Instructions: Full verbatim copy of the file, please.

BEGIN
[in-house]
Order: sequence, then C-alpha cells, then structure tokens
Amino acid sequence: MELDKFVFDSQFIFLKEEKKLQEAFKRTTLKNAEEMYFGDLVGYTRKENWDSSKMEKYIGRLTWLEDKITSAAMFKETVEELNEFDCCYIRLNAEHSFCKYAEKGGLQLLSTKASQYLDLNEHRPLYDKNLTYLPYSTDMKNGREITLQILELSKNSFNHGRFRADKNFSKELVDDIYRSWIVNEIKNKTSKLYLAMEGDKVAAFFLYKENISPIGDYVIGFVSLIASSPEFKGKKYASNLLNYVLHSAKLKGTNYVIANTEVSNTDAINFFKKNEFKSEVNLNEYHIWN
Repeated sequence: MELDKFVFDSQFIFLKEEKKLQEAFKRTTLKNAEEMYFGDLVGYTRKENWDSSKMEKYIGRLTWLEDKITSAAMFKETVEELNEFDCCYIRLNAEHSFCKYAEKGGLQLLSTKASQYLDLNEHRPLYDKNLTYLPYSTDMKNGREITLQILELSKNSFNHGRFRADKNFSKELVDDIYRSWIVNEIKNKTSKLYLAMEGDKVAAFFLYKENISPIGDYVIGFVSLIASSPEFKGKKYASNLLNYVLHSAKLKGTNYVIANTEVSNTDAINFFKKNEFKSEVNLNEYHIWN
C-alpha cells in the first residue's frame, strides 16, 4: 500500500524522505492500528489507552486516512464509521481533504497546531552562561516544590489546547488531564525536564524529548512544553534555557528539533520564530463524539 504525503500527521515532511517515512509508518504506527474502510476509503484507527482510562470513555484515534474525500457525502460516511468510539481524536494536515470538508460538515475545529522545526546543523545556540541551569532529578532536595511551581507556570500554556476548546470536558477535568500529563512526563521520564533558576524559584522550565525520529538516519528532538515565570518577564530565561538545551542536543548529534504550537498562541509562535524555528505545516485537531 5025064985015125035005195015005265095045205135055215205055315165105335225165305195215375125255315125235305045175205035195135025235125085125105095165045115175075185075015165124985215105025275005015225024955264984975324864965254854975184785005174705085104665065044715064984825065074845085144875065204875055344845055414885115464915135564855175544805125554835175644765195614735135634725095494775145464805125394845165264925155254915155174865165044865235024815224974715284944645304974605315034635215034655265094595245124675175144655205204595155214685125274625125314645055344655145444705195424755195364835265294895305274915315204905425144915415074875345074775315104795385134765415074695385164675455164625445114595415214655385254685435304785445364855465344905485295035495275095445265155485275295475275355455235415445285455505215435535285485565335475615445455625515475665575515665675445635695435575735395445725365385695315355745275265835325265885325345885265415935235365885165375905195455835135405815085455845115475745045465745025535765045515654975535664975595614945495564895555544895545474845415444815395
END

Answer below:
[in-house]
Order: sequence, then C-alpha cells, then structure tokens
Amino acid sequence: MELDKFVFDSQFIFLKEEKKLQEAFKRTTLKNAEEMYFGDLVGYTRKENWDSSKMEKYIGRLTWLEDKITSAAMFKETVEELNEFDCCYIRLNAEHSFCKYAEKGGLQLLSTKASQYLDLNEHRPLYDKNLTYLPYSTDMKNGREITLQILELSKNSFNHGRFRADKNFSKELVDDIYRSWIVNEIKNKTSKLYLAMEGDKVAAFFLYKENISPIGDYVIGFVSLIASSPEFKGKKYASNLLNYVLHSAKLKGTNYVIANTEVSNTDAINFFKKNEFKSEVNLNEYHIWN
Repeated sequence: MELDKFVFDSQFIFLKEEKKLQEAFKRTTLKNAEEMYFGDLVGYTRKENWDSSKMEKYIGRLTWLEDKITSAAMFKETVEELNEFDCCYIRLNAEHSFCKYAEKGGLQLLSTKASQYLDLNEHRPLYDKNLTYLPYSTDMKNGREITLQILELSKNSFNHGRFRADKNFSKELVDDIYRSWIVNEIKNKTSKLYLAMEGDKVAAFFLYKENISPIGDYVIGFVSLIASSPEFKGKKYASNLLNYVLHSAKLKGTNYVIANTEVSNTDAINFFKKNEFKSEVNLNEYHIWN
C-alpha cells in the first residue's frame, strides 16, 4: 500500500524522505492500528489507552486516512464509521481533504497546531552562561516544590489546547488531564525536564524529548512544553534555557528539533520564530463524539 504525503500527521515532511517515512509508518504506527474502510476509503484507527482510562470513555484515534474525500457525502460516511468510539481524536494536515470538508460538515475545529522545526546543523545556540541551569532529578532536595511551581507556570500554556476548546470536558477535568500529563512526563521520564533558576524559584522550565525520529538516519528532538515565570518577564530565561538545551542536543548529534504550537498562541509562535524555528505545516485537531 5025064985015125035005195015005265095045205135055215205055315165105335225165305195215375125255315125235305045175205035195135025235125085125105095165045115175075185075015165124985215105025275005015225024955264984975324864965254854975184785005174705085104665065044715064984825065074845085144875065204875055344845055414885115464915135564855175544805125554835175644765195614735135634725095494775145464805125394845165264925155254915155174865165044865235024815224974715284944645304974605315034635215034655265094595245124675175144655205204595155214685125274625125314645055344655145444705195424755195364835265294895305274915315204905425144915415074875345074775315104795385134765415074695385164675455164625445114595415214655385254685435304785445364855465344905485295035495275095445265155485275295475275355455235415445285455505215435535285485565335475615445455625515475665575515665675445635695435575735395445725365385695315355745275265835325265885325345885265415935235365885165375905195455835135405815085455845115475745045465745025535765045515654975535664975595614945495564895555544895545474845415444815395